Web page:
Portrait of Elizabeth Wharton Drexel by Giovanni Boldini
Portrait of Elizabeth Wharton Drexel by Giovanni Boldini

Elizabeth Wharton Drexel

Portrait of Elizabeth Wharton Drexel c1905 by Italian Painter Giovanni Boldini (1842 – 1931); an Italian genre and portrait painter who was known as the Master of Swish, due to the flowing brush strokes of his painting style.

This is an elegant portrait of Elizabeth Wharton Drexel (1868 – 1944), who was an American socialite and author of two books “King Lehr” and the Gilded Age (1935) and Turn of the World (1937).

She is seen her wearing a vibrant orange silk dress with large white, gold and blue accents along the lower parts of the dress; while the top portion consist of an abstract pattern.

She is wearing arms length white evening glove and is standing by a chair while she holds her little black dog with her right hand near her waist.

This is a retouched digital art old masters reproduction of a public domain image that is available for purchase as a canvas print online.

Info Below Derived From Wikipedia.org

Boldini was born in Ferrara, Italy on December 31, 1842, to the son of a painter of religious subject matter. In 1862 at the age of 20, he went to Florence for six years to study and pursue painting.

He only infrequently attended classes at the Academy of Fine Arts, but in Florence, met other realist painters known as the Macchiaioli, who were Italian precursors to Impressionism.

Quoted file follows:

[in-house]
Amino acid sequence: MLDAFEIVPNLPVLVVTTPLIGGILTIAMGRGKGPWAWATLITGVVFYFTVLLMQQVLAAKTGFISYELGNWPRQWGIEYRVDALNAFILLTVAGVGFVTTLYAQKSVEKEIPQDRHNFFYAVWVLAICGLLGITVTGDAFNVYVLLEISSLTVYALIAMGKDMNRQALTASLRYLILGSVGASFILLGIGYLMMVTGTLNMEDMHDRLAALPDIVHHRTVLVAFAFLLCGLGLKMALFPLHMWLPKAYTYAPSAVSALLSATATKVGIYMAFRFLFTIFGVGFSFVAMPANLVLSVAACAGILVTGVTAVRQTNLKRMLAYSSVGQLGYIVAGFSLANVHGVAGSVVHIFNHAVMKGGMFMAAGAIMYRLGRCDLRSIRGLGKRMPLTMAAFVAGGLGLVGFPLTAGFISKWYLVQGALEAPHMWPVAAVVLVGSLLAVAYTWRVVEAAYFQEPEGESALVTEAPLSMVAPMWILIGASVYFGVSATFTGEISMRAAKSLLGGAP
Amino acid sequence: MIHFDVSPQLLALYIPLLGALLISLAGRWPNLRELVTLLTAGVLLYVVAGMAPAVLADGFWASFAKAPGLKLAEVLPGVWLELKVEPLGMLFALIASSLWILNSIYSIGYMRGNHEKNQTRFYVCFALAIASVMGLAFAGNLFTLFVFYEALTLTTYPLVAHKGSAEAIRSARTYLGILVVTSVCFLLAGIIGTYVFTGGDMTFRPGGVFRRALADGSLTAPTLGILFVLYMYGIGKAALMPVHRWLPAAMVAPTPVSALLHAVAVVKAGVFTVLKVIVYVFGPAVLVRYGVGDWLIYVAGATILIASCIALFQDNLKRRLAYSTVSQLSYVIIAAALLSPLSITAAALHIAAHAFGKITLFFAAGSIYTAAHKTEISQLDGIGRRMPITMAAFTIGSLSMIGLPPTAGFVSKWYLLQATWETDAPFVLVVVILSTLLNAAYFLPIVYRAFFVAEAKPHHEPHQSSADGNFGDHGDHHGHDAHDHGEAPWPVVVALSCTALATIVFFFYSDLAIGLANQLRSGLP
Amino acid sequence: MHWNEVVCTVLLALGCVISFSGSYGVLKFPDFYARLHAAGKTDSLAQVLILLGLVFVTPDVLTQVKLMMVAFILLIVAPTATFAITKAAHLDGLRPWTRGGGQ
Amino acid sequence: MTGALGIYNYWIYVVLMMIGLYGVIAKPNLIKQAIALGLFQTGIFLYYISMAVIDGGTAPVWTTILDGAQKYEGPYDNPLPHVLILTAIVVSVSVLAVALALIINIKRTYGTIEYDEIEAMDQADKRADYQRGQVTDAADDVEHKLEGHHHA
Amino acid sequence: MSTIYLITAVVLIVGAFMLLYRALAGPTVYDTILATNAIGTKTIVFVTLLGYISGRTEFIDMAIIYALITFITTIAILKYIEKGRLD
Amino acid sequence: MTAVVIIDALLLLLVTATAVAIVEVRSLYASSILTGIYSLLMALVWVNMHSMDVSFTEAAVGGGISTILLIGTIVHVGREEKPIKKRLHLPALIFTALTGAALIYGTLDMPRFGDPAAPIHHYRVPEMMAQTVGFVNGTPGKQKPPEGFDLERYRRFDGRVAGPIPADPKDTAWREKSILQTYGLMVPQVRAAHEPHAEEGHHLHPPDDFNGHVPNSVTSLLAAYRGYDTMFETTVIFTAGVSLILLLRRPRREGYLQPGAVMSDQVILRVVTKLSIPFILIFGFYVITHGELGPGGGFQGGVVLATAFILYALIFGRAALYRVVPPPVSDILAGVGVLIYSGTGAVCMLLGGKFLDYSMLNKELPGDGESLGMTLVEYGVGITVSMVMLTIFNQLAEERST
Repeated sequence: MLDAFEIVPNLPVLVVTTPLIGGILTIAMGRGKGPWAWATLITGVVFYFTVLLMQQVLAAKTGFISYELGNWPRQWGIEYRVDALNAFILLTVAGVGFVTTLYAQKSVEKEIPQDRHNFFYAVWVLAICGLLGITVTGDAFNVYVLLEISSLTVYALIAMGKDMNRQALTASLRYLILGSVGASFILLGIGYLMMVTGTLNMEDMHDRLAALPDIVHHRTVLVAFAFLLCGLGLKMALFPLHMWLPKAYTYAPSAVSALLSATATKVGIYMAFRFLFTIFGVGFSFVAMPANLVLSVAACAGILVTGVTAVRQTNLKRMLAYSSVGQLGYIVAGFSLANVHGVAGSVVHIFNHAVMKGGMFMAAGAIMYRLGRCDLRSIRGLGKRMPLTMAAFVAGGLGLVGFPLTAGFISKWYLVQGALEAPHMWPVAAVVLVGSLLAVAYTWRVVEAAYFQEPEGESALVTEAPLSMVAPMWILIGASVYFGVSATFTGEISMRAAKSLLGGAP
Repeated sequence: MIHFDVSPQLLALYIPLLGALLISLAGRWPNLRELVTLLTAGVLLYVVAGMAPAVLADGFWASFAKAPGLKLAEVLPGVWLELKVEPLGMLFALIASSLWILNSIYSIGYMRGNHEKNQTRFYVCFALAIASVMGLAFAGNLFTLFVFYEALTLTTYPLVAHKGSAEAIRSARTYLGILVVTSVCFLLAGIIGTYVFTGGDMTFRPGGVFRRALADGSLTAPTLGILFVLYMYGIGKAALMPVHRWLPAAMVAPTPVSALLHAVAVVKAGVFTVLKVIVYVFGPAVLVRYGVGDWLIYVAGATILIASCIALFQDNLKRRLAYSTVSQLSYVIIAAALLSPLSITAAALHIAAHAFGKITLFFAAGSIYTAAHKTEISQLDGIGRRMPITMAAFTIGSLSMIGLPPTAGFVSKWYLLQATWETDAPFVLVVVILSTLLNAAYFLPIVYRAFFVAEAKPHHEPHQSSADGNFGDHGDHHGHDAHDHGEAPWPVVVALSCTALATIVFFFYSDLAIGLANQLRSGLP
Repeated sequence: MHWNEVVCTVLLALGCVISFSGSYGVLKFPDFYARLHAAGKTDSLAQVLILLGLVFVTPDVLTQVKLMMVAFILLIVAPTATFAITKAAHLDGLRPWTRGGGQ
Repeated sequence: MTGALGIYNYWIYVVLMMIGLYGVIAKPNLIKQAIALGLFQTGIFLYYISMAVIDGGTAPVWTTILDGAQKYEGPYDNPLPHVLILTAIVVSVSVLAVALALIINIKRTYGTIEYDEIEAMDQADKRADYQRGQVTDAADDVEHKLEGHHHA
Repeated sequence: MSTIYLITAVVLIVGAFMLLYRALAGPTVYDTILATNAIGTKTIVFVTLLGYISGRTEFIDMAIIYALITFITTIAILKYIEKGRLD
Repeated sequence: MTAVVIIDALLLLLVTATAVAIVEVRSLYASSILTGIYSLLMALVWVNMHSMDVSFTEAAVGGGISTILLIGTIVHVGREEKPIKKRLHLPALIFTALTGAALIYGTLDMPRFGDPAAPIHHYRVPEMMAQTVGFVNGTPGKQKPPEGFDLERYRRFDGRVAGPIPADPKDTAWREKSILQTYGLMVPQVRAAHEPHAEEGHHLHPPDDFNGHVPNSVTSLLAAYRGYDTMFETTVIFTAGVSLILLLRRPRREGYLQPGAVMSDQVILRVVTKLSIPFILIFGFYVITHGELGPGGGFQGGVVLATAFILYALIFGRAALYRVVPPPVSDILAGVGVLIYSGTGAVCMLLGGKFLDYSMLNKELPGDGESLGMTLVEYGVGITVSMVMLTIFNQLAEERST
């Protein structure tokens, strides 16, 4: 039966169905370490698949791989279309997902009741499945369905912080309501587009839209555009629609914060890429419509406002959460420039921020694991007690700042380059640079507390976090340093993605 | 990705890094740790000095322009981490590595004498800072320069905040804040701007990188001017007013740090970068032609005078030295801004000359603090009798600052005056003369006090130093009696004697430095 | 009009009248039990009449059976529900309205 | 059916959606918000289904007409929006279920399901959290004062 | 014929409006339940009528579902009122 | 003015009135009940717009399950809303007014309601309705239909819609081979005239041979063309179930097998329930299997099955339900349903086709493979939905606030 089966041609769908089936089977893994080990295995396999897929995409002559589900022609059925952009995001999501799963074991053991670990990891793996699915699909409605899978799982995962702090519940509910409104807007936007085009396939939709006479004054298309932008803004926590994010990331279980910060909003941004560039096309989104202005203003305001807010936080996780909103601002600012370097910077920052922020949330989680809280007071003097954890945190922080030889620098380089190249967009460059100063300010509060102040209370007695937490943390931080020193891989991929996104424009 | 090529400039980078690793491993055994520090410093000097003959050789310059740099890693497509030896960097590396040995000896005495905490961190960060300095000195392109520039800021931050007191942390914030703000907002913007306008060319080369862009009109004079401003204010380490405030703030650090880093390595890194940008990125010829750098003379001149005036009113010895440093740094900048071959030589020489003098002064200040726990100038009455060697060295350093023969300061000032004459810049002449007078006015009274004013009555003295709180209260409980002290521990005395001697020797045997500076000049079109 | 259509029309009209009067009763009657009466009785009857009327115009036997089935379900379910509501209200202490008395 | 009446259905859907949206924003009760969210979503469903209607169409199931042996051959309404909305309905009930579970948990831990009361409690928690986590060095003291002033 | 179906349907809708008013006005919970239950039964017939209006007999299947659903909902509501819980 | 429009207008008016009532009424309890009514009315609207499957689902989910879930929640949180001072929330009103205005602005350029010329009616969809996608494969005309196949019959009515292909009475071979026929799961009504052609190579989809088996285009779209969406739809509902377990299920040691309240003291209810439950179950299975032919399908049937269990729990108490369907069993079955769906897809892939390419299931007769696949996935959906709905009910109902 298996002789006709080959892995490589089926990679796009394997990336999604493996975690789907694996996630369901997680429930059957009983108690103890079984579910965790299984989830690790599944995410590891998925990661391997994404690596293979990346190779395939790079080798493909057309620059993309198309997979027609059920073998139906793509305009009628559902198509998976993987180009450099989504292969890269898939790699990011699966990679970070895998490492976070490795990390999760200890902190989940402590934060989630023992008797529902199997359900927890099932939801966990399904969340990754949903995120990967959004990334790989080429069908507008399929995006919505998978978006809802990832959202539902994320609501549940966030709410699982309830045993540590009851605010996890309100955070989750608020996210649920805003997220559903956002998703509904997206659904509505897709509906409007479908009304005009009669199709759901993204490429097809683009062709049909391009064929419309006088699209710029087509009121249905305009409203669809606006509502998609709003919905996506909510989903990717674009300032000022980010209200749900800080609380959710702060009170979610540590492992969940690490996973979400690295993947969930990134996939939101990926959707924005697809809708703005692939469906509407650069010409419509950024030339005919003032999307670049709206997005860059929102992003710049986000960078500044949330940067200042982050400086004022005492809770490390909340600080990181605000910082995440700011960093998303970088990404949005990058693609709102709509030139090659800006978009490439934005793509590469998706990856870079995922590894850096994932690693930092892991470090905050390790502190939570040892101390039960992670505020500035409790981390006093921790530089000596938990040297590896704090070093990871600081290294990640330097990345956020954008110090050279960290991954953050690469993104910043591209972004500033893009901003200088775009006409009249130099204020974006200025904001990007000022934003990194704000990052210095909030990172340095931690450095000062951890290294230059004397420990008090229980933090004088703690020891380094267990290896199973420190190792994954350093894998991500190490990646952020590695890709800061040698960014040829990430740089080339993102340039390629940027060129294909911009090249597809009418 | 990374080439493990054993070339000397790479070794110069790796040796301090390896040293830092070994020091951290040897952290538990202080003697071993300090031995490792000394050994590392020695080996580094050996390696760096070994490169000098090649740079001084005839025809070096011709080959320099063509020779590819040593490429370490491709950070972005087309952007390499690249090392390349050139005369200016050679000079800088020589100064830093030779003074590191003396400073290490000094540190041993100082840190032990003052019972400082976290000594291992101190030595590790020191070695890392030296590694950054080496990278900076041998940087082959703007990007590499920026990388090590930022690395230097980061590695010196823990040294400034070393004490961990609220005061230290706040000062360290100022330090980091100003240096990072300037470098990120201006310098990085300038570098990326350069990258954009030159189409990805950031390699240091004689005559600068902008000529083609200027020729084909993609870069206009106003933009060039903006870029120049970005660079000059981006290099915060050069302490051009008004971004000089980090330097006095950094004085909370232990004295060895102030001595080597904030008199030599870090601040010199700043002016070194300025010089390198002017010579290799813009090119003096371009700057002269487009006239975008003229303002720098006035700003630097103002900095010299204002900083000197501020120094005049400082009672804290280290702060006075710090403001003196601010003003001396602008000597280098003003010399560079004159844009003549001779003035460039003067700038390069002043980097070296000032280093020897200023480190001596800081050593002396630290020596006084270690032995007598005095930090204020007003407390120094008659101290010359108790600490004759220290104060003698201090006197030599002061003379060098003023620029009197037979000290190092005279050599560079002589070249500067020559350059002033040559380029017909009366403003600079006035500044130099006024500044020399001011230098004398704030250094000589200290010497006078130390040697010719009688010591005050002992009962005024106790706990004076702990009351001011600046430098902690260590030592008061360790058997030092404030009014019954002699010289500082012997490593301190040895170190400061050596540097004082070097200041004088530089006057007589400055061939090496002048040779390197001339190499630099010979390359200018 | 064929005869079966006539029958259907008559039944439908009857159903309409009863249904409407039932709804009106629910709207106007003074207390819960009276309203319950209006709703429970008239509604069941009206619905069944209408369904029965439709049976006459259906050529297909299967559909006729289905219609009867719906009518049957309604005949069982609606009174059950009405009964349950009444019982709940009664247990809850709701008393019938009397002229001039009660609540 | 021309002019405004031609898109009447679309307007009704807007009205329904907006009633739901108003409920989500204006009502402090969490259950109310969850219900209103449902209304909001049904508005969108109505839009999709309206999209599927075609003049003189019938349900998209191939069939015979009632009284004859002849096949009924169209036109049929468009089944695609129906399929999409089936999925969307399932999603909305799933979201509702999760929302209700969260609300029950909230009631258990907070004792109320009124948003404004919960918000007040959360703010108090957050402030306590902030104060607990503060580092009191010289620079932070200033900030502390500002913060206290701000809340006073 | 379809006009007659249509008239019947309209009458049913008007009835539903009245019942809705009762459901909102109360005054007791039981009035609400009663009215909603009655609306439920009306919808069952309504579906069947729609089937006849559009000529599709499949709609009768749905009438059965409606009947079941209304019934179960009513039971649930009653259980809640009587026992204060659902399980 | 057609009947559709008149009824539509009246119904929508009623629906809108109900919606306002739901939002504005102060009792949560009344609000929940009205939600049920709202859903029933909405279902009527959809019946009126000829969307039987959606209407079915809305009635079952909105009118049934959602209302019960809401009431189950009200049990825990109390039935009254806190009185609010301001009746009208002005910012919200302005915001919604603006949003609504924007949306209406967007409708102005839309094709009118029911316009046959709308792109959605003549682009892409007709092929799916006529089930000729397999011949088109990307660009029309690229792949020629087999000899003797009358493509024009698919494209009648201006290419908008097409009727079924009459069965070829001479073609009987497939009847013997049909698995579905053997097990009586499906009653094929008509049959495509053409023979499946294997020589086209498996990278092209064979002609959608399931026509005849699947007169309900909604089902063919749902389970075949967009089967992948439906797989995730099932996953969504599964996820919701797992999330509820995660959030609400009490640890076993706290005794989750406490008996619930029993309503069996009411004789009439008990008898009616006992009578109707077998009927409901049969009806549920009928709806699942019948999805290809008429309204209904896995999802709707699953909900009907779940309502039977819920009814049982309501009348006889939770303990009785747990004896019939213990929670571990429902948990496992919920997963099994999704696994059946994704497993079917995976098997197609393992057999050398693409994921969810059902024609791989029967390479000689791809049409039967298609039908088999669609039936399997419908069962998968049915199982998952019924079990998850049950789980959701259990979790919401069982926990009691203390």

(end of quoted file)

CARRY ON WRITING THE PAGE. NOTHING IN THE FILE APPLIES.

Their influence is seen in Boldini’s landscapes which show his spontaneous response to nature, although it is for his portraits that he became best known

Moving to London, Boldini attained success as a portraitist. He completed portraits of premier members of society including Lady Holland and the Duchess of Westminster.

In 1872 he moved to Paris, where he met and became friends with Edgar Degas. During the late 19th century he became the most fashionable portrait painter in Paris, with a dashing style of painting that highlights some of the Macchiaioli influence and a brio reminiscent of the work of younger artists, such as John Singer Sargent and Paul Helleu.

In 1889, he was nominated commissioner of the Italian section of the Paris Exposition, and received the Légion d’honneur for this appointment. In 1897 he had a solo exhibition in New York City; and he also participated in the Venice Biennale in 1895, 1903, 1905, and 1912.

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